I’d always avoided Rockefeller Center, except for the one time I had a job interview somewhere within this vast Art Deco complex. I got completely lost within some construction scaffolding and temporary paths and arrived a 1/2 half hour late; oops. I finally decided to play tourist and check it out, so let’s take a look at some eye candy.
Construction of the 14 Art Deco buildings that make up this “city within a city” began in 1930 and employed over 40,000 people during the Great Depression. Principal architect Raymond Hood worked with and led three architectural firms on the largest private building project ever undertaken in modern times. 30 Rockefeller Center opened in 1933, and the complex was finished in 1939.
Above and below is probably the most iconic piece of art in the whole compound, Wisdom by Lee Lawrie at the entrance to the GE Building, or 30 Rock, made famous by the TV show of the same name:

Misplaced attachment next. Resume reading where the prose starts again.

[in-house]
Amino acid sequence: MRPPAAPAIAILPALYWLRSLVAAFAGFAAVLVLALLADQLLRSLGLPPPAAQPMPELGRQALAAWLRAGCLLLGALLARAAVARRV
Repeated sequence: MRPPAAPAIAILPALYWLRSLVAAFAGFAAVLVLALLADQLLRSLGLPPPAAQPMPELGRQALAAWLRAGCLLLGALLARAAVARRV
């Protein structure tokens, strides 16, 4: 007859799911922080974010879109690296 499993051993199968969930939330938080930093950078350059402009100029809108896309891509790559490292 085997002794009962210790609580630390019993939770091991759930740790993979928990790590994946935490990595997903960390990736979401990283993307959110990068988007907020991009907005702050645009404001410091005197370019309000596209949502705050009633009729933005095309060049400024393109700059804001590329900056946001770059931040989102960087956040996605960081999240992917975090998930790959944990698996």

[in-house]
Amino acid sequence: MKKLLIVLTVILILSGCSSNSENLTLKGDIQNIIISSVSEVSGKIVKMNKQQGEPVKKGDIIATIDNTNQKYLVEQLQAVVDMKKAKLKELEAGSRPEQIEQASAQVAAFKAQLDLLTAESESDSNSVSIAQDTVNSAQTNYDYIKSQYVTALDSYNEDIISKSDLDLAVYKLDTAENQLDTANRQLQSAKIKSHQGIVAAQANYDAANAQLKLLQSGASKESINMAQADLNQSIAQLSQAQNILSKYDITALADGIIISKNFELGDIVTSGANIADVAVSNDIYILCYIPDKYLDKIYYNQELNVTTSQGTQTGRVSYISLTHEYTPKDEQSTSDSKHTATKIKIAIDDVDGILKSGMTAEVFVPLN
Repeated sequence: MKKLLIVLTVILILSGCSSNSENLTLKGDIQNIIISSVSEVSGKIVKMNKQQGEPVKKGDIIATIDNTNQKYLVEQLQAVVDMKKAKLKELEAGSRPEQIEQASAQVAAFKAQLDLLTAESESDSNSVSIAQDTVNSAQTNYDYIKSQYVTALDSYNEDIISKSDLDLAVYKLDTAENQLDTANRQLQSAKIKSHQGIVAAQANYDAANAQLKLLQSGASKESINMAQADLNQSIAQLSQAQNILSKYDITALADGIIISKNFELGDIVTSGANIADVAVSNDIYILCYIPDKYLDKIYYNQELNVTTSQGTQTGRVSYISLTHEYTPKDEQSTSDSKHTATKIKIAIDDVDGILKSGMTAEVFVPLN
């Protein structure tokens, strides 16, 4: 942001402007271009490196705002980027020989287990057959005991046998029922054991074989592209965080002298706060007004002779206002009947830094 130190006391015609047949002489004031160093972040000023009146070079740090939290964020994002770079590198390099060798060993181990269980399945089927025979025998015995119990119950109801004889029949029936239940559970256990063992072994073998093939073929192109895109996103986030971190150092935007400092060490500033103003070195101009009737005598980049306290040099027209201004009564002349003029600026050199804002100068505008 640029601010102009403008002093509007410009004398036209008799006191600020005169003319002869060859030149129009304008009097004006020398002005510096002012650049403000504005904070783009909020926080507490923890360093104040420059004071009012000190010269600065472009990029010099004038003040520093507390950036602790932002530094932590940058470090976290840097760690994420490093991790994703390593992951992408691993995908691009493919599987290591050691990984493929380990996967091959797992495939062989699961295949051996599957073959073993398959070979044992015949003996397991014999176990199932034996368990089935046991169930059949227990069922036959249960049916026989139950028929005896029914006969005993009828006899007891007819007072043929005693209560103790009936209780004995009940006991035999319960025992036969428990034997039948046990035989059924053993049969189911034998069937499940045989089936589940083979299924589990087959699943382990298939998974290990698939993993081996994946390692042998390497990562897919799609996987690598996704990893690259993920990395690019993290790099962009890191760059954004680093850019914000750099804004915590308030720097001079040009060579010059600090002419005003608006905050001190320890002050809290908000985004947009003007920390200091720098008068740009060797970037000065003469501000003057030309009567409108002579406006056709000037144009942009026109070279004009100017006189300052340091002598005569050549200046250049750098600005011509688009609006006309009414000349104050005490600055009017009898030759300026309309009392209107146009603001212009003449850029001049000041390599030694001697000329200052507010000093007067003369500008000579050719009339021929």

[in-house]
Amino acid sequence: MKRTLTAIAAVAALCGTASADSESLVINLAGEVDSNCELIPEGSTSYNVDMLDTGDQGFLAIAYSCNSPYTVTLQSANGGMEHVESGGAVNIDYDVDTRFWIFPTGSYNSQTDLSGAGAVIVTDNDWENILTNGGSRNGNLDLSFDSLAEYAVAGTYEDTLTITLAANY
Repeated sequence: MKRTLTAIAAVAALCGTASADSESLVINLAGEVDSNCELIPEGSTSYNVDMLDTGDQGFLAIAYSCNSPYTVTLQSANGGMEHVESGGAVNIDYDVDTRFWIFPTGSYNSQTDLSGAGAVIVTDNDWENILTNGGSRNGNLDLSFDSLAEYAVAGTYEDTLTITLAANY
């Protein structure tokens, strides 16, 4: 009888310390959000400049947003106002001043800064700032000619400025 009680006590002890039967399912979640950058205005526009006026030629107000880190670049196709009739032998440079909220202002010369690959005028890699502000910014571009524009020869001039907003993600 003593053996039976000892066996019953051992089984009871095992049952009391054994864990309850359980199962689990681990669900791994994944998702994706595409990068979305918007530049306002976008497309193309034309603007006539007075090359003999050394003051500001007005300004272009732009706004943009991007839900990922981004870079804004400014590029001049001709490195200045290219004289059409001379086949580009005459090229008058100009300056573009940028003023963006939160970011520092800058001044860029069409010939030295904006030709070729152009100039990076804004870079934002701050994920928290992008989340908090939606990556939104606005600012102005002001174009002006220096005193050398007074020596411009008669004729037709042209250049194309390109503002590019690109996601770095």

The floor inside 30 Rock is beautiful:
José Maria Sert painted a series of murals on the ground floor, including this locomotive scene:
The building narrows as it climbs to maximize natural light in the offices:
Isamu Noguchi’s 9-ton stainless steel panel entitled News is above the entrance to 50 Rockefeller Plaza, which was originally the Associated Press Building:
Lee Lawrie and Rene Paul Chambellan collaborated on the 2-ton sculpture of Atlas [Chambellan had previously contributed some artwork to the nearby Chanin Building]:
Lee Lawrie also designed the clock and Egyptian-inspired pierced stone ornamentation above the entrance to the International Building at 25 West 50th St.:
La Maison Française façade:
Industries of the British Commonwealth by Carl Paul Jennewein above the entrance to the British Empire Building:
On the sidewalk, a decorative grill surrounding a tree: